originally published at AllMusic.com

Crime & The City Solution
A History Of Crime, Berlin 1987-1991: An Introduction to Crime & The City Solution

This Australian post-punk group's entry in Mute's idiosyncratic, artist-selected "An Introduction To…" series – timed to coincide with an unexpected revival/resurgence – opts, per its title, to focus on only the final, most fertile incarnation of the long-running ('77-'91) band – one which shared members with both Einstürzende Neubauten and Nick Cave's Bad Seeds. A History of Crime includes the lion's share of material from their last three albums, and it's an abundance of riches, especially for such a short period, from the gothic, funereal drone of "The Bride Ship" to the surprisingly bouncy, driving, quasi-country of "On Every Train" and "I Have The Gun"; from 1988's brooding, incantatory "All Must Be Love" to the slightly warmer, wider-ranging material from 1990's Paradise Discotheque. This was clearly a fiercely adventurous and unusually inspired outfit, weaving together musical and conceptual strands that would later be picked up by acts as disparate as Pulp, Morphine, Afghan Whigs, Tindersticks and their compatriots Dirty Three, with the expressive, slyly theatrical vocals of frontman/songwriter Simon Bonney serving as a magnetic, incandescent focal point. [8]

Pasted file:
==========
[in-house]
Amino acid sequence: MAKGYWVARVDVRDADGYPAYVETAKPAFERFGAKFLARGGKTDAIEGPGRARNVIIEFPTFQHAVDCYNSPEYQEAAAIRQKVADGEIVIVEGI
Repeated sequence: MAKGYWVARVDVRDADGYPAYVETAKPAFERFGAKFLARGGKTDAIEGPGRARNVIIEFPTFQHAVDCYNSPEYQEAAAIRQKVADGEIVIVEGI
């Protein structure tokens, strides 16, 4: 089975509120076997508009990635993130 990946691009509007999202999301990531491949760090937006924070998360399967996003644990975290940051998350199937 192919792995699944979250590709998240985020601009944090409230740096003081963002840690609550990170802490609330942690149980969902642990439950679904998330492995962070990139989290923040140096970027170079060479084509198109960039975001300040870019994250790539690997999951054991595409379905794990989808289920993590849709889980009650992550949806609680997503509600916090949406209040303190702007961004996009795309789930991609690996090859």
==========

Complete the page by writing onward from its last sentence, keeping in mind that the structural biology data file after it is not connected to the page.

originally published in Magnet Magazine

Wanda Jackson
Unfinished Business